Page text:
When someone says, “Oh, I’m not religious at all but I’m very spiritual,” I have to say, “Oh, really?” Because I know that person is probably not spiritual at all. Most of the people who say things like that to me only concern themselves with things of the world and the body and the body’s appetites. They don’t go to church, don’t see why they should; don’t mortify their appetites, again, they don’t see why they should; they don’t practice self-control; they don’t confess their sins and they don’t receive the Eucharist. And, of course, they don’t give anything to their church because they don’t even have a church. Because…they’re “spiritual, not religious!”
Oy ve! Tell me how they can be spiritual! What do they even mean when they say it? Do they mean they believe in spirits? What kind of spirits? Spirits of good or spirits of evil? Do they mean that they practice spiritualism? Play with Ouija boards? (And why does that word end in an “a” instead of an “i” or an “ie” or “ee” or something? I never hear anyone pronounce it “Wee-ja”, it’s always “Wee-jee” board.)
Oh, they’re very spiritual. So spiritual that they will go to almost any lengths to avoid suffering. Mortification? Why, they’re mortified at the thought of it! And not in a good way!
Christ said that He is the Vine and we are the branches. If we cut ourselves off from the Vine, we will shrivel and dry up. If we cut ourselves off from the Eucharist, we have no life in us. If we turn away from the ordinary means of grace in the sacraments, how do we expect to receive grace? If we don’t mortify our appetites, how do we expect to preserve or increase in grace? If we don’t confess our sins after sinning, how do we expect to get back into a state of grace so we can continue to grow and have a real and not imaginary spiritual life?
And that, I think, is all too often the problem: People imagine that they are spiritual and that they have a spiritual life when they don’t know the first thing about spirituality at all.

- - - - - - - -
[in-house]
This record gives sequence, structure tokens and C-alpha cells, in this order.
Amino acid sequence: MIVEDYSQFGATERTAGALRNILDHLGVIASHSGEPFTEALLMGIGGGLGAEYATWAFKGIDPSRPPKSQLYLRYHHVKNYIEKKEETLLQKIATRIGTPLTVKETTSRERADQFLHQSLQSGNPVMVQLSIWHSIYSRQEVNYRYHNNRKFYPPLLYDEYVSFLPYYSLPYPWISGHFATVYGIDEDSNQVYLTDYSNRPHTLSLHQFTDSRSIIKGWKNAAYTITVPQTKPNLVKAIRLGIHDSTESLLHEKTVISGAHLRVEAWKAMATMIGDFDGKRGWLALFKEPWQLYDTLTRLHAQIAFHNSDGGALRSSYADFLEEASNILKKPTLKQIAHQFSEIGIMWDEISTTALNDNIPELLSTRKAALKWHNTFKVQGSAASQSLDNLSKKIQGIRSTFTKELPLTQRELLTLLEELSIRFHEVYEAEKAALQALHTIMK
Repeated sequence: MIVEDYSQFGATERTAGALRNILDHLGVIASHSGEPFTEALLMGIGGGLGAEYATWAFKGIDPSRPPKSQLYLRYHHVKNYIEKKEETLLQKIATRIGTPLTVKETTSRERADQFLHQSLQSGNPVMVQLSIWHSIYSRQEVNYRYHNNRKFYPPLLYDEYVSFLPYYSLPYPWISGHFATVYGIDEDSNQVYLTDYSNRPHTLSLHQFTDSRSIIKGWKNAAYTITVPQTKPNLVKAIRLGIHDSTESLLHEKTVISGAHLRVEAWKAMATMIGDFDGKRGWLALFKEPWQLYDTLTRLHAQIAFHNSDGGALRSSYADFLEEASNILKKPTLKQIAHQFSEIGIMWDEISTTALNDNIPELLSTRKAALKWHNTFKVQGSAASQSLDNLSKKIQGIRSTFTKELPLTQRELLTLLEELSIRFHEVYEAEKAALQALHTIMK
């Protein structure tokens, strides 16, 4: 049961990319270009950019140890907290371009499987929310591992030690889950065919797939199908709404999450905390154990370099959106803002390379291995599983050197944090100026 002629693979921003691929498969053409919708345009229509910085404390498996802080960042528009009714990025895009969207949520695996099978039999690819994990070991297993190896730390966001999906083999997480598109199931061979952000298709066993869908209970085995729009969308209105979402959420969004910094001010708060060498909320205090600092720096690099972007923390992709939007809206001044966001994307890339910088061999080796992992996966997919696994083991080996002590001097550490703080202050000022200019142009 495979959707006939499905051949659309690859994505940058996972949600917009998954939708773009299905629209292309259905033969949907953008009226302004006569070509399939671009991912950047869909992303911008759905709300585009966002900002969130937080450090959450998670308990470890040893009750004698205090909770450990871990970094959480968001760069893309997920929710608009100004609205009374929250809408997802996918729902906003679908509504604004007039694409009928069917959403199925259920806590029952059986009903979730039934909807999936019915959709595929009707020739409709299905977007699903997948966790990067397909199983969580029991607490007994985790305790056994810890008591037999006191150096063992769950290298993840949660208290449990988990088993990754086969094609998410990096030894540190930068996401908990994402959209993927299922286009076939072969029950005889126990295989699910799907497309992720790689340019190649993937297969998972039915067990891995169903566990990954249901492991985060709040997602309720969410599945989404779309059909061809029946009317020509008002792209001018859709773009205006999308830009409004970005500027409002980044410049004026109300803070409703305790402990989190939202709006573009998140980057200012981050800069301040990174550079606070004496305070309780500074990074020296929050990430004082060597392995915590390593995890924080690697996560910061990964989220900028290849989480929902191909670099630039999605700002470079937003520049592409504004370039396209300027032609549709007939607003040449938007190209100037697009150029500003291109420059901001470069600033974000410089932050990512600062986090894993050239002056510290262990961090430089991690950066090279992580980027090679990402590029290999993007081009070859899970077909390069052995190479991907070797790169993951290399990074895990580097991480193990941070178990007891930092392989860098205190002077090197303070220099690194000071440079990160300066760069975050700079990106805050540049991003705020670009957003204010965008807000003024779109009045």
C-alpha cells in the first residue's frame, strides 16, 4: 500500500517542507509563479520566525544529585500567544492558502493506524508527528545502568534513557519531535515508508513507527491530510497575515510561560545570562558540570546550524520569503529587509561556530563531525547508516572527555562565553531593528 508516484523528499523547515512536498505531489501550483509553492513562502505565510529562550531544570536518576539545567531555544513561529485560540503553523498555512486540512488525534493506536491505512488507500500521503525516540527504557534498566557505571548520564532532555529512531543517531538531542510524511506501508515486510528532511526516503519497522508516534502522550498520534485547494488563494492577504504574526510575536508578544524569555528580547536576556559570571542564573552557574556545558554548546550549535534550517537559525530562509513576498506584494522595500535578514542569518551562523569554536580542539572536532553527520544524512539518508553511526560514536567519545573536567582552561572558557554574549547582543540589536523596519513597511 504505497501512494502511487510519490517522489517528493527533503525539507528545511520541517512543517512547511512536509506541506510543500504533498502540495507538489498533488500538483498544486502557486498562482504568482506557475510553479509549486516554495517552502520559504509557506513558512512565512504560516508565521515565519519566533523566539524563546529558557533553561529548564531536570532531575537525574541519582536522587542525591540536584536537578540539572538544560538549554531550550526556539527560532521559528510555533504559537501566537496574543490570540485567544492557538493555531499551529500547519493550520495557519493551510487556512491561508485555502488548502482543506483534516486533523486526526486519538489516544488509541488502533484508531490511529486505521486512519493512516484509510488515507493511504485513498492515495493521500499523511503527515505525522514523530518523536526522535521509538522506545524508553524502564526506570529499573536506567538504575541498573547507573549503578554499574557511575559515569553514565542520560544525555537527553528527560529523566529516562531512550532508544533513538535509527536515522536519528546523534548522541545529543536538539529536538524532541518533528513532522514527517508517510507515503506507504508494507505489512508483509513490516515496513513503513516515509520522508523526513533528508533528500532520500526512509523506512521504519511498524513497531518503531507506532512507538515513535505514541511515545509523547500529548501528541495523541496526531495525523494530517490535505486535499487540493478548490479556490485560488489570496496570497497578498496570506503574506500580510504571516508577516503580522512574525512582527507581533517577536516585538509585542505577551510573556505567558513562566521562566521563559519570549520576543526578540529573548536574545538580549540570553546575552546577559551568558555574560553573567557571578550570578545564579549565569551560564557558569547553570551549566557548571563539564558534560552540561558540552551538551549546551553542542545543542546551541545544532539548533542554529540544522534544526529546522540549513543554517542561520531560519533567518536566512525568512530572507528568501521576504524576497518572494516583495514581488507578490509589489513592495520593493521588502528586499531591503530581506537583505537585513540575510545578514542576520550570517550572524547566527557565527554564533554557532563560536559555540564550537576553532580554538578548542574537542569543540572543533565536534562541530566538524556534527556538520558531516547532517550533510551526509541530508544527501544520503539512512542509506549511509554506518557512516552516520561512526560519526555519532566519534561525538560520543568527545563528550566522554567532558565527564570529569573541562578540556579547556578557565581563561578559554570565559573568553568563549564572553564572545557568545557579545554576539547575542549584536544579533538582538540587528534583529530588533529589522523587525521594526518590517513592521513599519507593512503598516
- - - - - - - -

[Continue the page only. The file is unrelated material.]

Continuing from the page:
So stop imagining that you’re a very spiritual person and go to confession and get into a state of grace and get to Mass and and control your appetites and stay in the Vine and really be spiritual! Because your Momma says so. Momma Church, that is!
The full text of paragraphs on the precepts can be found online, paragraphs 2041 – 2043.
Vine passage from Gospel of John 15:5:
“I am the vine, you are the branches. He who abides in Me, and I in him, bears much fruit; for without Me you can do nothing. If anyone does not abide in Me, he is cast out as a branch and is withered; and they gather them and throw them into the fire, and they are burned.”
I don't know about you, but I try to be a good Christian, a devout Catholic. I try to practice my faith, to do what I am supposed to do, to love my Lord and my fellow man. I try. Well… Okay, sometimes I try. And sometimes I don't try at all. I just act like I don't even know anything about Christianity and I charge ahead like a water buffalo–wait, do water buffalo charge? Oh, you know what I mean. Don't act like you don't. You go to confession and Mass (if you're a Catholic, and if you're not, then you pray or give testimony and go to your community's worship service or whatever your community calls it or does) and you resolve to do better, to remember yourself and your commitment to the Lord, to change, to allow Him to change you, to rely less on your stubborn self and more on Him. And yet you do the same thing, time after time, the same thing you did last time and the time before that, and the same thing you have been confessing since you went to your first confession, no matter how many years ago that was. And you're still doing the same thing! Oh, maybe you catch yourself now and then, but for the most part you are still losing your temper the way you always have and about the same things and at the same people.
ARGH! What's a (supposed) disciple to do?!
Well, I'll tell you what this wannabe disciple is going to do. The same thing I have been doing. The same thing I will keep doing and having to do. I will pick myself up off the floor again and go to confession and go to adoration and tell the Lord that I am sorry and ask Him to forgive me and ask Him to help me. Again. And, yes, I have already asked Him that, I know I don't have to wait until I go to confession and I don't wait until I go to confession to talk to the Lord. We talk a lot. Well, mostly I talk and He tries to get a word in edgewise and sometimes I shut up and let Him. Sometimes He tells me the most beautiful things. And sometimes I even hear what He says. Yep, sometimes I actually listen.